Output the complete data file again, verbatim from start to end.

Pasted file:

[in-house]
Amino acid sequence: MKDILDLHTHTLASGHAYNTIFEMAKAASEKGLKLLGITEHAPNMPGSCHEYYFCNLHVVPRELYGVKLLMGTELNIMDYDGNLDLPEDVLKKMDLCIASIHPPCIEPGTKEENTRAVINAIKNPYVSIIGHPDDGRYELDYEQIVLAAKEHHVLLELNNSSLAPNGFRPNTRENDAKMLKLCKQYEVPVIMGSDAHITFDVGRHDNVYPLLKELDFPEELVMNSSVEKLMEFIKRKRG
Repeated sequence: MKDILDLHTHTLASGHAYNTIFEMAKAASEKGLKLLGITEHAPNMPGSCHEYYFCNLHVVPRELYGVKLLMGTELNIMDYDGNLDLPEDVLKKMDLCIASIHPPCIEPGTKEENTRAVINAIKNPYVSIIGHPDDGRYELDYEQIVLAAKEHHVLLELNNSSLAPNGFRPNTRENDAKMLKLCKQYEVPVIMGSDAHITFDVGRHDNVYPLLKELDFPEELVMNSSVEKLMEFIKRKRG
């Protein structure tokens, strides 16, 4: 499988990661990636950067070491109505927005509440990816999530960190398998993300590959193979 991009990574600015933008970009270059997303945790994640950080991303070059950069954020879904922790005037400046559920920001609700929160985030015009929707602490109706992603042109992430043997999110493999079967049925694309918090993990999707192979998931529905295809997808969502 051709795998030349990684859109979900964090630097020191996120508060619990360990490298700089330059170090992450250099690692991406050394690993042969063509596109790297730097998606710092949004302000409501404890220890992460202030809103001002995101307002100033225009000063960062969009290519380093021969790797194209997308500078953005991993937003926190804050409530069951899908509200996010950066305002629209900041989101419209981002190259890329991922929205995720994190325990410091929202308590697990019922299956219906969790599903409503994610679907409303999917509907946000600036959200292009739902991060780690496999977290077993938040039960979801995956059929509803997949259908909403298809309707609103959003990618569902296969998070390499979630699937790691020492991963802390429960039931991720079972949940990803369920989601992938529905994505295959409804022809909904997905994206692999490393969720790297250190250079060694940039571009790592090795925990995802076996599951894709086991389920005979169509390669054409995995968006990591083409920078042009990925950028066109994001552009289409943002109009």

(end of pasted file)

[in-house]
Amino acid sequence: MKDILDLHTHTLASGHAYNTIFEMAKAASEKGLKLLGITEHAPNMPGSCHEYYFCNLHVVPRELYGVKLLMGTELNIMDYDGNLDLPEDVLKKMDLCIASIHPPCIEPGTKEENTRAVINAIKNPYVSIIGHPDDGRYELDYEQIVLAAKEHHVLLELNNSSLAPNGFRPNTRENDAKMLKLCKQYEVPVIMGSDAHITFDVGRHDNVYPLLKELDFPEELVMNSSVEKLMEFIKRKRG
Repeated sequence: MKDILDLHTHTLASGHAYNTIFEMAKAASEKGLKLLGITEHAPNMPGSCHEYYFCNLHVVPRELYGVKLLMGTELNIMDYDGNLDLPEDVLKKMDLCIASIHPPCIEPGTKEENTRAVINAIKNPYVSIIGHPDDGRYELDYEQIVLAAKEHHVLLELNNSSLAPNGFRPNTRENDAKMLKLCKQYEVPVIMGSDAHITFDVGRHDNVYPLLKELDFPEELVMNSSVEKLMEFIKRKRG
């Protein structure tokens, strides 16, 4: 499988990661990636950067070491109505927005509440990816999530960190398998993300590959193979 991009990574600015933008970009270059997303945790994640950080991303070059950069954020879904922790005037400046559920920001609700929160985030015009929707602490109706992603042109992430043997999110493999079967049925694309918090993990999707192979998931529905295809997808969502 051709795998030349990684859109979900964090630097020191996120508060619990360990490298700089330059170090992450250099690692991406050394690993042969063509596109790297730097998606710092949004302000409501404890220890992460202030809103001002995101307002100033225009000063960062969009290519380093021969790797194209997308500078953005991993937003926190804050409530069951899908509200996010950066305002629209900041989101419209981002190259890329991922929205995720994190325990410091929202308590697990019922299956219906969790599903409503994610679907409303999917509907946000600036959200292009739902991060780690496999977290077993938040039960979801995956059929509803997949259908909403298809309707609103959003990618569902296969998070390499979630699937790691020492991963802390429960039931991720079972949940990803369920989601992938529905994505295959409804022809909904997905994206692999490393969720790297250190250079060694940039571009790592090795925990995802076996599951894709086991389920005979169509390669054409995995968006990591083409920078042009990925950028066109994001552009289409943002109009």